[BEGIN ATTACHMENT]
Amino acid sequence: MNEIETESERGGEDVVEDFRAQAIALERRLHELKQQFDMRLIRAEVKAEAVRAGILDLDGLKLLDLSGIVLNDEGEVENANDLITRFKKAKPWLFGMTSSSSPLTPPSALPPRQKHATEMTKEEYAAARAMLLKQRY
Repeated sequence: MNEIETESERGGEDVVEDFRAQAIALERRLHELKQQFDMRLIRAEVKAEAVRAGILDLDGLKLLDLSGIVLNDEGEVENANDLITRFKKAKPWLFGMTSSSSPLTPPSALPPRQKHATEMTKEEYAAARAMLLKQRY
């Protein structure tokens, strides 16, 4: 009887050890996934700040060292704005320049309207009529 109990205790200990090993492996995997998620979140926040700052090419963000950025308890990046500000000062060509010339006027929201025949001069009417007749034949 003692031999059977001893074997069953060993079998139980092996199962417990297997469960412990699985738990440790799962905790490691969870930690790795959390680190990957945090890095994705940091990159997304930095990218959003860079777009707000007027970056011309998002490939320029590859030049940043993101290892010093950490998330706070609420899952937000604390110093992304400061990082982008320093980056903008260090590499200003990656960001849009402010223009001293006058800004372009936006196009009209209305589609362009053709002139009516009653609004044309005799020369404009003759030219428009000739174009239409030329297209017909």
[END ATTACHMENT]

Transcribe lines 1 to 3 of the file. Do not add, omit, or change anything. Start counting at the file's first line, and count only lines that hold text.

Amino acid sequence: MNEIETESERGGEDVVEDFRAQAIALERRLHELKQQFDMRLIRAEVKAEAVRAGILDLDGLKLLDLSGIVLNDEGEVENANDLITRFKKAKPWLFGMTSSSSPLTPPSALPPRQKHATEMTKEEYAAARAMLLKQRY
Repeated sequence: MNEIETESERGGEDVVEDFRAQAIALERRLHELKQQFDMRLIRAEVKAEAVRAGILDLDGLKLLDLSGIVLNDEGEVENANDLITRFKKAKPWLFGMTSSSSPLTPPSALPPRQKHATEMTKEEYAAARAMLLKQRY
């Protein structure tokens, strides 16, 4: 009887050890996934700040060292704005320049309207009529 109990205790200990090993492996995997998620979140926040700052090419963000950025308890990046500000000062060509010339006027929201025949001069009417007749034949 003692031999059977001893074997069953060993079998139980092996199962417990297997469960412990699985738990440790799962905790490691969870930690790795959390680190990957945090890095994705940091990159997304930095990218959003860079777009707000007027970056011309998002490939320029590859030049940043993101290892010093950490998330706070609420899952937000604390110093992304400061990082982008320093980056903008260090590499200003990656960001849009402010223009001293006058800004372009936006196009009209209305589609362009053709002139009516009653609004044309005799020369404009003759030219428009000739174009239409030329297209017909």